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Tuesday, April 5, 2011

Legalizing Your Baby: DNI and Certificado de Nacamiento

Now that we have a beautiful baby girl, we need to make her legal. 

As I promised in my Buenos Aires Birth Day post, I will keep you updated on the paperwork processes of documenting a birth abroad.  As with any international paperwork, there are lots of steps - and like most processes in Argentina, everyone has a different rendition of what was required so we had our fingers crossed on Monday when we began the process. 

The first step is to get a DNI (Documento National de Identidad) and Certificado de Nacimiento (Birth Certificate).  This process varies by hospital, in Sanitario de la Trinidad if at least one of the parents are Argentine nationals they can register at the hospital.  In our case, we're both extranjeros so we have to go to the Civil Registry and apply for our documents in person.  Here is the step by step:
  1. Call to make an appointment with the Civil Registry (4373-8441/45).
  2. Bring the following items to your appointment:
    1. Both parent's original DNIs and Passports
    2. A copy of both parent's DNIs and Passports
    3. An original marriage license (if you were not married in Argentina the license has to have an apostille stamp - which is basically an internationally recognized notary stamp)
    4. The "Partida" form issued at birth.  This form is filled out by the midwife or doctor involved in delivery and there are very specific instructions on how to complete the form.  Be sure to check the form for completeness before heading to the registry office. 
  3. Our appointment was located at Uruguay 753, between Cordoba and Viamonte.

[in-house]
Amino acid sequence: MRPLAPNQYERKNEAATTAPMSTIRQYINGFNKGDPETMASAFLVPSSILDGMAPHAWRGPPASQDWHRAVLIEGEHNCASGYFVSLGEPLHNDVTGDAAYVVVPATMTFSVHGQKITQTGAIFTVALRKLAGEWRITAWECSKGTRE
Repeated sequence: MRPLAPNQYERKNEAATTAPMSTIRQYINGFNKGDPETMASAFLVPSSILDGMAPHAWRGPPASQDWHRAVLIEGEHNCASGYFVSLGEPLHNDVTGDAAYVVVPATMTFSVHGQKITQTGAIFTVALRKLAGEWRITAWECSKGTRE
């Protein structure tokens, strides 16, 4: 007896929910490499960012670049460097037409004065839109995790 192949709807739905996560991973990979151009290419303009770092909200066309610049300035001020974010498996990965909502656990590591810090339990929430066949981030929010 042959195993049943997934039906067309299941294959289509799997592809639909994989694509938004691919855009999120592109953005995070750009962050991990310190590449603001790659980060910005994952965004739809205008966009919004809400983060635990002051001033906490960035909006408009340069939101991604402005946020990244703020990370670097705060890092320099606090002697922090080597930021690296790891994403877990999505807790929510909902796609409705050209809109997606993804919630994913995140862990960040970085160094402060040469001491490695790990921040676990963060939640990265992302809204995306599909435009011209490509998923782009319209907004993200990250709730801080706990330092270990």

4. Once inside the building, there is a main information desk that you check in with.  They will direct you to the correct window.
Here is where it got a little dicey.  We gave all of our documents to the clerk and she began by calling us up to answer a few questions.  We had a translator with us because although our Spanish is pretty decent, we didn't want to leave it to chance.  For reasons unknown (maybe because our guy wasn't a "certified" translator) the clerk said that we were not able to use the translator and one of us needed to answer the questions for ourselves.  I took the lead because my Spanish is slightly stronger than my husbands, and I filled out the first form she provided.  After this, she insisted on my husband answering the rest of the questions - and she added that if he asked me or the translator for help she would void our appointment and we would have to start over.  Por suerte, Jon passed that test with flying colors. (Side note: When Jon and I got married, I legally changed my last name to his but failed to change my passport to my new name.  Because of this, Argentina will not recognize my married name and instead of making it an issue I have continued to use my maiden name in all of my Argentine documentation.  I have been told that this is why Jon had to answer all of the questions regarding Gretchen, because in Argentina, legally, her and I have different last names therefore I am not her legal parent.  I don't know if this is true, but it was definitely an interesting point...)

We were given Gretchen's DNI on the spot and handed a receipt with instructions to return in two days to retrieve her birth certificate (we have up to a month to claim the certificate, according to the receipt). 

Now that we have her DNI number, we are able to make an appointment to receive her Argentine passport.  As soon as we have her birth certificate, we can make an appointment with the US Embassy to receive her American passport, so this first step was critical. 

To celebrate this important milestone, Gretchen and I celebrated by doing the most American thing we could find.  I got my first 30 cm sub from Subway.  It was delicious. 

1 comment:

  1. I absolutely love the fact that you ate a 30 cm. sub. The metric system is so very un-American. Congrats on getting step 1 of the paperwork complete -- sounds intense!